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10 Questions to Ask Your Doctor About IOPs in Los Angeles

You may know that the COVID-19 pandemic increased rates of mental health disorders. But did you know that it also exacerbated addiction disorders? The American Psychological Association reports that opiate and stimulant addictions have been up since the pandemic’s start. If you’re struggling with an addiction disorder, don’t lose hope. Intensive outpatient programs or IOPs in Los Angeles are here for you.

IOPs offer the treatment tools and emotional support of a rehab program. Plus, you’ll get the added flexibility of maintaining your day-to-day life. 

Yet, not all IOPs are the same. That’s why we want to provide you with the tools to vet out prospective programs before you enroll. Keep reading for the top 10 questions to ask an IOP to find out if it’s right for your unique needs.

1. What Exactly Is an IOP?

When you were a child, you may have attended two different summer camp formats.

Day camps allowed campers to attend activities during daylight hours. After activities are finished, campers return to their own homes. 

Meanwhile, sleepaway camps allow campers to remain on the campsite after activities and provide lodging for campers to sleep on site. You can think of IOPs vs. traditional rehab programs in the same way.

With inpatient rehab programs, you must attend daily activities and sleep at the program center. IOPs, on the other hand, allow you to return home once treatment is over. 

But aside from this big difference, IOPs and inpatient rehab programs are virtually the same. 

2. Which Services Do IOPs Provide?

As we mentioned above, Los Angeles outpatient drug rehab generally offers the same services as traditional rehab programs. 

The Substance Abuse and Mental Health Services Administration requires all IOPs to offer a standard set of services. These services include:

  • Group and individual counseling
  • Psychoeducation programs
  • Pharmacotherapy
  • Alcohol and drug use monitoring
  • Coping skills guidance
  • Case management
  • 24-hour crisis services
  • Community support groups
  • Medical treatments
  • Psychiatric exams
  • Vocational training and services
  • Recreational activities

These activities are critical for addiction recovery. They’ll teach you how to communicate your feelings and, when those feelings get to be too much, you’ll learn how to alleviate them in non-destructive ways.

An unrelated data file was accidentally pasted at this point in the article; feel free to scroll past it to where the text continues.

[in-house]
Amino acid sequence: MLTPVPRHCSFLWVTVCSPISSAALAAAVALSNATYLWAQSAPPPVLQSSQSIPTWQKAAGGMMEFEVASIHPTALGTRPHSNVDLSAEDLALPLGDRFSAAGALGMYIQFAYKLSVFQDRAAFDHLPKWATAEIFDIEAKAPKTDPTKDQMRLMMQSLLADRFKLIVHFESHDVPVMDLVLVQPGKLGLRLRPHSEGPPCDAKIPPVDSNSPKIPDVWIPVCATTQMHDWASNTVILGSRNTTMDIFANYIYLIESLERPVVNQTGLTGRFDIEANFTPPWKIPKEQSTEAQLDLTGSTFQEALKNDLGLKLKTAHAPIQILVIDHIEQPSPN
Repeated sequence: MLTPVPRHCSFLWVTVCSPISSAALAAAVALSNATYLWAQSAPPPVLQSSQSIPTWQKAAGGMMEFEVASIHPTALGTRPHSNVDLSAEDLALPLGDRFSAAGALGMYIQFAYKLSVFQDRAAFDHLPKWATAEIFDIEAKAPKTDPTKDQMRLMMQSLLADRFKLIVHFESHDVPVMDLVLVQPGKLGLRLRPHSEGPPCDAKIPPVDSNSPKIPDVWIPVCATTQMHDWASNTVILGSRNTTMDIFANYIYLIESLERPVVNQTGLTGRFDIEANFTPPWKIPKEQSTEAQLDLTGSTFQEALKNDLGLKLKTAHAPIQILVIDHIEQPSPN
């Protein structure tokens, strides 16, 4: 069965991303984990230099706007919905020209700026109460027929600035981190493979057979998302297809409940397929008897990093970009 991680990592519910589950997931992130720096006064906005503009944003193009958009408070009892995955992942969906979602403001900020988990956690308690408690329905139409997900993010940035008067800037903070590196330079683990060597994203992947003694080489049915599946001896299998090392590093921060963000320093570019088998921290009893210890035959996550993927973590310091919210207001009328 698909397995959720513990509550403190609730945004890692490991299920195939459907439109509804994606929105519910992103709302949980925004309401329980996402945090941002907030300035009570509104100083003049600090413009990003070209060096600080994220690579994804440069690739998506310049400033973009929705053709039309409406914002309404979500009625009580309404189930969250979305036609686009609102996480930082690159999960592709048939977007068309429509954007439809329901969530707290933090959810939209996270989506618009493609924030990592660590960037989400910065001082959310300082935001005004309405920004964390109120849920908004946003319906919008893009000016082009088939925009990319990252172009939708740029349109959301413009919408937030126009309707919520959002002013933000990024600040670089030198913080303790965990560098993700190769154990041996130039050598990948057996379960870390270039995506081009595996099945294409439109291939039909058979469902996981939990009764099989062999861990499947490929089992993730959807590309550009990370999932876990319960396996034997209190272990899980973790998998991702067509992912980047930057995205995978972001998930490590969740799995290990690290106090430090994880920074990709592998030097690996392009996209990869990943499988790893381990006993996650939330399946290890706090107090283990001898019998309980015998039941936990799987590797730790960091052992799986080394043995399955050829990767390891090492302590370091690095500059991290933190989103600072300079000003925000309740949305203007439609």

In an IOP, you’ll also learn about the triggers that lead to drug or alcohol seeking. You’ll discover how to deal with cravings in healthy ways. 

Best of all, IOP standard services can help you recover your relationships with friends and family. And the unique format IOPs offer enables this skill better than can an inpatient rehab program.

3. How Are IOPs Structured?

In general, an IOP will require you to attend sessions for 9 to 20 hours every week. 

During the first few sessions, your rehab coordinator will help you develop a treatment plan. You’ll also learn the rules you’ll have to abide by to stay enrolled in the program. 

For example, your IOP may require daily drug tests to ensure you aren’t abusing alcohol or drugs. Another common requirement with IOPs is that you must attend all sessions to complete the program. 

The good news is that, once you’re finished with your daily sessions, you can return to your normal life. This feature is absolutely critical to IOPs. Studies show that families and loved ones play a significant role in addiction recovery.  

4. Who Can Benefit from an IOP?

IOPs are best for people suffering from an addiction that isn’t significant enough to warrant inpatient treatment but is more severe than a standard outpatient program can handle. This includes individuals with:

  • Mild to moderate addiction disorders
  • Little to no risk of withdrawal symptoms requiring medical attention
  • Drive to attend all program sessions

Other factors that make you ideal for an IOP are strong support from family or friends and reliable transportation to and from your program’s location. 

You won’t have 24-hour supervision during outpatient rehab in Los Angeles. So, if you have a severe addiction, a history of relapse, or a risk of medically complicated withdrawal, an IOP may not be right for you. 

An inpatient program is also a better choice if you’ve dropped out of a rehab program before. 

Finally, know that most outpatient programs don’t offer detox services. If you need help recovering from a current addiction, inpatient therapy is best for you. You can enter an IOP after graduating from your inpatient program.